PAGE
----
House of Earth

A research and work by Gedske Ramløv, artist in residence 2018.

The history of the house where the residency takes place – a private matter but, at the same time, paradigm of the recent history of Romania, which places it in the context of the great European twentieth century ideologies – together with the visit to the Village National Museum “Dimitrie Gusti” in Bucharest, an open air museum of ancient rural houses, and Emanuela’s care and attention for her grandfather’s house that revealed her yearning to reconnect with that land of origin (see Gedske Ramløv – Notes from a border land), led me to reflect on the concept of “home” and to ask myself if the house, of whatever architectural structure or form it might be, does not ultimately represent the concrete physical bond between man and earth, the necessary condition between him and his environment, a three-dimensional frame society-space-time, and an essential requirement for his survival. The question aligns with the thought of the philosopher Emmanuel Levinas when he says:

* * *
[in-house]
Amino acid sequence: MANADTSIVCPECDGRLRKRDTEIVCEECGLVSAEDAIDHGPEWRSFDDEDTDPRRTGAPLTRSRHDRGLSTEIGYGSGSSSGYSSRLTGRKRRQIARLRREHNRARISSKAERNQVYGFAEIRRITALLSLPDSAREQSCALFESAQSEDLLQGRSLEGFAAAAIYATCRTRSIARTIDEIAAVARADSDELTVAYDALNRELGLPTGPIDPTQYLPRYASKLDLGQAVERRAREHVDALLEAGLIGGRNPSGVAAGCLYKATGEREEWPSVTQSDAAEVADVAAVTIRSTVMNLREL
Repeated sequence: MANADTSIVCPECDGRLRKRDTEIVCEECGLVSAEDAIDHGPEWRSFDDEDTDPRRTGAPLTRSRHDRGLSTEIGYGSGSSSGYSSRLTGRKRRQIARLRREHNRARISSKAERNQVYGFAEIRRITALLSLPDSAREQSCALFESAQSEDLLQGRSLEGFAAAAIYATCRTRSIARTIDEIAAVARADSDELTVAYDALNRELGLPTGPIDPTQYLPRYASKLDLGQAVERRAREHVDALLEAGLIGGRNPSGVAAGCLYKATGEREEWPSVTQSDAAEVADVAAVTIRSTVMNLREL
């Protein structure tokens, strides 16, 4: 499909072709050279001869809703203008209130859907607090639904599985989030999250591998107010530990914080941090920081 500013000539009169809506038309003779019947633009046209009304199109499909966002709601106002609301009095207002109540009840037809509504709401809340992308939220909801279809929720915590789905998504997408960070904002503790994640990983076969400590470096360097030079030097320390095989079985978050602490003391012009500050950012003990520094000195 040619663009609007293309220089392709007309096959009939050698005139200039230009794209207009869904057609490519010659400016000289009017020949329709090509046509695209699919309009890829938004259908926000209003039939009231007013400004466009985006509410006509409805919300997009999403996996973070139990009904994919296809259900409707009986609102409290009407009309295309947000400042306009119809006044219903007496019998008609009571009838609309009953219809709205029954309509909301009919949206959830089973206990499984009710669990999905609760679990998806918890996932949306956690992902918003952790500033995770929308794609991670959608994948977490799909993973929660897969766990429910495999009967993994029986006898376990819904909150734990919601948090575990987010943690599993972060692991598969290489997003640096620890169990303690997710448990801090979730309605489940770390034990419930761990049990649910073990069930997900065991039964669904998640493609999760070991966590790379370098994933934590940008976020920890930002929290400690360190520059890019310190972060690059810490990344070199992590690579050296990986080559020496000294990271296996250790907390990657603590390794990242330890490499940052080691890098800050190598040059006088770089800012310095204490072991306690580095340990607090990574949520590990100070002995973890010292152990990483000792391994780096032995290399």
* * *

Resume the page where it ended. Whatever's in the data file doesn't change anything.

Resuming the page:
The privileged role of the home does not lie in its being the ultimate goal of human activity, but in its being the precondition and – in this sense – the very start of it. The gathering process necessary for nature to be grasped, for it to take on the form of the world, occurs from within the home. Man stands before the world as if he had come upon it, setting out from a place of his belonging: from a home of his own which he may retire to at any time.

The work reproduces the original planimetry of the house, as designed in 1942 by Alexandru Zbarcea, and has been excavated at 1:10 scale in the field in front of the part of the house which had finally been built between 1946 and 1947. The work materializes the union between the idea of house, the physical materiality of the earth and the history of man.

Excavation: approximately 260 x 280 x 7 cm.
Of the excavation remains only a photographic image.